DMARC stands for Domain-based Message Authentication, Reporting, and Conformance. It's a standard that allows domain owners (like you!) to create policies that tell the email servers in your organization how they should handle emails that come from other domains.
Why should I care about DMARC?
Email spoofing is one of the most common methods used by cybercriminals to gain access to your data. Spoofed emails can look very legitimate, so it's important to make sure that any emails you receive from outside sources are legitimate before taking action on them. DMARC helps you do this by verifying the legitimacy of an email's sender.
Email phishing is one of the most common ways that hackers can gain access to your company’s sensitive information. Spoofing usually happens when an attacker sends an email from a legitimate sender, like your company address or someone else’s email address. This can trick recipients into opening attachments or clicking links that contain malware or other malicious code.
DMARC helps prevent email spoofing by enabling organizations to detect and prevent fraudulent emails from being sent from their domains. It also allows organizations to monitor and report on those emails that pass through their systems.
Learn more about what is DMARC.
How does it work?
When your company sets up DMARC, it will have three policy options: none (which means no one can send email using your domain), quarantine (which means suspicious emails are sent to a spam folder), or reject (which means those emails are blocked entirely). When someone wants to send you an email using your domain, they'll send it through an authorized mail server (like Gmail or Outlook), which will check its settings against yours before delivering it.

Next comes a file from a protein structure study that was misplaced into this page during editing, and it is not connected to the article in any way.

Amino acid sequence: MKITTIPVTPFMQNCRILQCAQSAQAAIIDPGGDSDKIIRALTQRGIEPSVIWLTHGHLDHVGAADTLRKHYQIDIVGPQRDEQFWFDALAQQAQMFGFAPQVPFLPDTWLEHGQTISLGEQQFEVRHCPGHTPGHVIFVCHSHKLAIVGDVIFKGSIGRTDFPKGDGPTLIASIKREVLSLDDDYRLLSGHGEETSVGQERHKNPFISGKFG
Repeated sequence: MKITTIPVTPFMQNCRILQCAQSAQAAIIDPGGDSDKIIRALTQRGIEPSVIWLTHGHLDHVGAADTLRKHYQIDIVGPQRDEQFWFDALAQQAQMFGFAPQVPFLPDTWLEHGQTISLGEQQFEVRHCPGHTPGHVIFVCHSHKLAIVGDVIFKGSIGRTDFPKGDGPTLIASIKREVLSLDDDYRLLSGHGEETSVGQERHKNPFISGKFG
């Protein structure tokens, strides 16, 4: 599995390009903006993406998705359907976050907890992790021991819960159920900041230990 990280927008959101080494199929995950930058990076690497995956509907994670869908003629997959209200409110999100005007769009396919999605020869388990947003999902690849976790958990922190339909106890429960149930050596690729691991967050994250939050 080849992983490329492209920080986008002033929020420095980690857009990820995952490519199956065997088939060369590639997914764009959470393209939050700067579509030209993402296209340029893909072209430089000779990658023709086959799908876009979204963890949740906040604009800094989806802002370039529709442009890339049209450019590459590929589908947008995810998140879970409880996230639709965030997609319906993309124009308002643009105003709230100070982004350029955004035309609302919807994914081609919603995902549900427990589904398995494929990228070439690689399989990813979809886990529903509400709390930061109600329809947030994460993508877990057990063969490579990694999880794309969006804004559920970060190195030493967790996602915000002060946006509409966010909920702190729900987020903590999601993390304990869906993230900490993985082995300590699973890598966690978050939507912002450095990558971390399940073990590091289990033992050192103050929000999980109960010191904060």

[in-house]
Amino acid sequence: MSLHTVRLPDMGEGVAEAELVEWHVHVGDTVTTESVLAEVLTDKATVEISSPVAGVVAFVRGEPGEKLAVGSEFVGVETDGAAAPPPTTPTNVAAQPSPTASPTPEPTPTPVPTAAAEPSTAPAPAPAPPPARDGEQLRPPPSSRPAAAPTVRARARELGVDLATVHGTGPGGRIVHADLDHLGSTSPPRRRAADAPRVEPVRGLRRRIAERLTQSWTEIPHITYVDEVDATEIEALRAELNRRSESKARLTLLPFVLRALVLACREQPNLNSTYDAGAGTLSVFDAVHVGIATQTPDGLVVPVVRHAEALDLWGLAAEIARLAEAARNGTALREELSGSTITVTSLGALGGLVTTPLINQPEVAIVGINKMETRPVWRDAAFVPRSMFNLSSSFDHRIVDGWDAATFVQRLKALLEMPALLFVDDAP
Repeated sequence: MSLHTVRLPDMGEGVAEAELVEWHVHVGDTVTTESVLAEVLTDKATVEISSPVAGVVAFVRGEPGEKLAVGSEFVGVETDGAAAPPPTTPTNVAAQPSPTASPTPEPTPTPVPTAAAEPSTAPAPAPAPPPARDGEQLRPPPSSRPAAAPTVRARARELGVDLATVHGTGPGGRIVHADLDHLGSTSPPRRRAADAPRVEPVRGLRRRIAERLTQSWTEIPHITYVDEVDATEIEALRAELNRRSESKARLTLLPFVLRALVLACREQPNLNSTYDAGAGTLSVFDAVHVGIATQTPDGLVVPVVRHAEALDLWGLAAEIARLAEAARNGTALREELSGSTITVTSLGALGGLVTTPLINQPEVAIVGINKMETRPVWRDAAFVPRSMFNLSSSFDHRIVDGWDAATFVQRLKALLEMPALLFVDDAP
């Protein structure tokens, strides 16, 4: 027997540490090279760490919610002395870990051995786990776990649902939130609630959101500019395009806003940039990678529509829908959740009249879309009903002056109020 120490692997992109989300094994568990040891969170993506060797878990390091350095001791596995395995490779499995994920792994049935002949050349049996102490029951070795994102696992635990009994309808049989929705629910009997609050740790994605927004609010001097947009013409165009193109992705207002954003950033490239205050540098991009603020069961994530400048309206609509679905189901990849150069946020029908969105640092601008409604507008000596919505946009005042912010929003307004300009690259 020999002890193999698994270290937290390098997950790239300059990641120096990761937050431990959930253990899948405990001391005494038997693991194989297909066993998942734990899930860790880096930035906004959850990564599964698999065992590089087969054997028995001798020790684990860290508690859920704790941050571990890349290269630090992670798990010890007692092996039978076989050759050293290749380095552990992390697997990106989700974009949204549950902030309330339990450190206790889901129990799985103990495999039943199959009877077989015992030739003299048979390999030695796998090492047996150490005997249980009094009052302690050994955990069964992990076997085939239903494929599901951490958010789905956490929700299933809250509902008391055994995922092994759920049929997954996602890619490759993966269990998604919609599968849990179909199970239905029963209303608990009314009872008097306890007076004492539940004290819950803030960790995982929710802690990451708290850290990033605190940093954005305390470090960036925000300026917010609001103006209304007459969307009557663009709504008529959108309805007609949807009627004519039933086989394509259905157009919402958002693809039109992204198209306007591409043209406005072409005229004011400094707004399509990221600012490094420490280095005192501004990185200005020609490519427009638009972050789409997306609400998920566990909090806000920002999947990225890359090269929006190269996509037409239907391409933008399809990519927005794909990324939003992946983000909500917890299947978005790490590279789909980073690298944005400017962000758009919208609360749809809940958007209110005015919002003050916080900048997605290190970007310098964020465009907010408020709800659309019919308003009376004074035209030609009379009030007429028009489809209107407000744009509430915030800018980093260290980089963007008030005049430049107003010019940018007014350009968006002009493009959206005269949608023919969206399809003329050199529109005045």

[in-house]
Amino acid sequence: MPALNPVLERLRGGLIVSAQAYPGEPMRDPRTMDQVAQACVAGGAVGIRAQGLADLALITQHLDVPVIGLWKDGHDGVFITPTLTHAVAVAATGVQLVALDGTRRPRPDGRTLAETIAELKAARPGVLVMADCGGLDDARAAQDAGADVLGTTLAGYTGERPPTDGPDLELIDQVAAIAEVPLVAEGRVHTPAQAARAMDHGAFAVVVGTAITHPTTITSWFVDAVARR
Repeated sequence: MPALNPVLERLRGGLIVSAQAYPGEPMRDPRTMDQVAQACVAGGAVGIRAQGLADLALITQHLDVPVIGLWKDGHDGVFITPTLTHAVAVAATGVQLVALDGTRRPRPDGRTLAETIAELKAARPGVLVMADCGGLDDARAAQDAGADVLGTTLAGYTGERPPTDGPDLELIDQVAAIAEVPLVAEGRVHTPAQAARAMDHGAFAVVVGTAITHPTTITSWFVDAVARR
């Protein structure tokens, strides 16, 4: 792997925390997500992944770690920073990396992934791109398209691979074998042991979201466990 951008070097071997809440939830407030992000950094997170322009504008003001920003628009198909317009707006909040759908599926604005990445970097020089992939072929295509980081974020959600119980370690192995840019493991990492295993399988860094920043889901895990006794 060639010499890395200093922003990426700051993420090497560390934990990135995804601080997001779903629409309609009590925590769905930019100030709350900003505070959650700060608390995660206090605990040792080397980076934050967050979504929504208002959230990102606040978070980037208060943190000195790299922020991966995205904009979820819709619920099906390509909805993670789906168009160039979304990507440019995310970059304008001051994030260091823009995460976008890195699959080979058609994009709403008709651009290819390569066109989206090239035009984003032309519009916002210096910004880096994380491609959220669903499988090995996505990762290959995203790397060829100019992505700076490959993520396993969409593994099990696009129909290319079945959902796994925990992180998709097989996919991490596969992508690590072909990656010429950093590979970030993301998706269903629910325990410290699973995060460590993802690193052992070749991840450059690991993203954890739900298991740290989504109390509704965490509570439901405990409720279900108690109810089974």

You can verify if your DMARC record is functioning as it should by checking your DMARC record using a DMARC checker.
How do I enable DMARC?
1. Set up SPF for your domain
Before the advent of SPF and DKIM, people could make their emails look like they came from other people's accounts. They did this by faking an email “From” address, which meant that all kinds of shady business were happening in your inbox: identity theft, phishing scams, and more.
In response to this problem, SPF (Sender Policy Framework) was created to make it easier for mail servers to determine who actually sent an email. It works by listing all of the domains that can send mail on behalf of your domain name (e.g., [email protected]). SPF also takes into account whether or not those domains are authorized to send messages on behalf of your domain.
Check if you have an SPF record already with a free SPF record check.
2. Set up DKIM for your domain
DKIM is a method of signing emails to verify their authenticity. DMARC allows you to set up rules for how your organization handles email that fails DKIM verification or fails DMARC policies. To setup DKIM for your domain you need to enter your domain name and DKIM selector in the generator tool to create your DKIM signature keys.
With DMARC, you can:
- Tell recipients about fraudulent messages before they open them
- Improve the domain reputation of your brand
- Prevent spam from being delivered as legitimate mail
DMARC helps prevent domain impersonation by allowing you to set up policies that specify how your domain should be validated when someone sends an email on behalf of it. For example, if you don't want people to be able to send emails from your domain but aren't sure how to stop them, DMARC can help you do that.
DMARC also helps improve the accuracy of reporting on emails sent from your domain. If someone else is impersonating you, DMARC will let you know so that you can take action against them which further highlights its importance in cyber security.